Dancehall artist Mr. Vegas believes there’s a line of entertainers who should have received a national honor before Wayne Marshall, like Bounty Killer, who headed The Alliance clique of which Marshall formed part.
The Heads High singer is among a whispering community who continue to question Marshall’s eligibility for the honor which is conferred to any citizen who renders outstanding and important services to Jamaica. Marshall was inducted in the rank of Officer for his “contribution to entertainment” at the official ceremony at King’s House in Kingston on Monday.
“When we talk bout this yah industry yah, Beenie Man and Bounty Killer fi get OD longtime,” Mr. Vegas said during an Instagram Live on Wednesday. “If Beenie and Bounty nuh get OD, it’s like the government or the people dem weh inna authority a tell we seh Beenie and Bounty inna something why dem cya get OD… How Wayne Marshall fi get OD over the man weh run Alliance, if unno nuh have something pan the man?”
His beginning sentiment is similar to that of dancehall stalwarts Professor Donna Hope and Patrick Roberts, with the former encouraging Jamaicans to participate in the yearly nomination process for the National Civil Honours and Awards. The Chancery of the Orders of the Societies of Honour (in the Office of the Prime Minister) determines the recipients.
Marshall, whose given name is Wayne Mitchell, was a regular at King Jammy’s recording studio in the 90s, but started his recording career later that decade with Ward 21. He stood out with his ability to sing and deejay, and became a go-to for catchy, melodious choruses depicted on tracks like Sufferer with Bounty Killer and New Millennium with Vybz Kartel.
His solos have impressed across dancehall and reggae, from his 2002 back-to-back stunners Check Yourself, Overcome, and Party Time, and his continued strides the following year with Hot in the Club and Marshall Town. Other notables in Marshall’s catalogue are Astronaut (2006), Me By Myself (2008), Good Love (2009), My Heart (2010) and Swaggin’ WTF (2011) with Tifa and Fambo. He released the Tru Colours EP in 2013 while working with the Marley’s Ghetto Youths International label.
Five years ago, Marshall experienced a revitalised presence on the music scene thanks to his gospel record Glory. He even altered his appearance by shearing his dreadlocks.
His current visibility and popularity are arguably attributed to his metamorphosis to content creating, joining his wife Tami Chin as YouTubers in 2020, and expanding into a family brand that corporate Jamaica eats up. Their Meet the Mitchells channel has a subscription count of 245,000.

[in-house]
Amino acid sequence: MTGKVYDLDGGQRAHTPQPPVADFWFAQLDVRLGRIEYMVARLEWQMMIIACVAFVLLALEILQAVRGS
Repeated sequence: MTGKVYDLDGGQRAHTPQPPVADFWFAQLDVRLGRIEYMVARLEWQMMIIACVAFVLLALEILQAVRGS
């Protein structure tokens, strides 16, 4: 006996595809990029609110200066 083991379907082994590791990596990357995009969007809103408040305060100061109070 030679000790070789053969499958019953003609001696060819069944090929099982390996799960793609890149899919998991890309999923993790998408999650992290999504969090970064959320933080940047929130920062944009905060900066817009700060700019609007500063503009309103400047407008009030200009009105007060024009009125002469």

The singjay now has his own show, The Cut, which broadcasts on national TV. Unfolding in a barbershop setting, the show packs profile interviews injected with current affairs, with guests like politicians and musicians.
Marshall attributes his OD status to his musical contributions, but Mr. Vegas questions his influencer lifestyle’s role in the conferment.
“This is not nothing to do with who is outstanding inna the field; this has to do with links and unno water down OD…” the Bruk it Down singjay said. “If a vlogging or if a deh pon internet as family man and a great father mek unno give Wayne Marshall, unno haffi go investigate how much more a we a good father… A can’t music mek unno a go give Wayne Marshall and unno nah go give Terry Ganzie dem and Terror Fabulous dem and Daddy Screw dem and Courtney Melody dem and Pinchers dem.”
Mr. Vegas assured viewers that he isn’t envious of Marshall’s moment, adding that his own contributions are not yet deserving of such acknowledgment.
“Mi see OD as something weh people put in a body of work over years and then yuh bestow pon dem dah honour deh… Mi nuh deh pon Terror Fabulous dem playing field dem yet… Me couldn’t feel good bout a OD and know seh the people dem a seh how mi get that. And mi nah seh a man nuffi proud a him achievement, but all mi a seh brethren is stop play hypocrite.”
She’s Royal singer Tarrus Riley received the same award as Marshall.
‘Queen of Reggae’ Marcia Griffiths received the Order of Jamaica, an upgrade from her 2014 OD (Commander Class) conferment.
Other Jamaican artists to have received the OD include Shaggy (2007) and Sean Paul (2019) in Commander Class, and Shabba Ranks (2016), Yellowman (2018), Lt. Stitchie (2021), and Agent Sasco (2022) in Officer Class.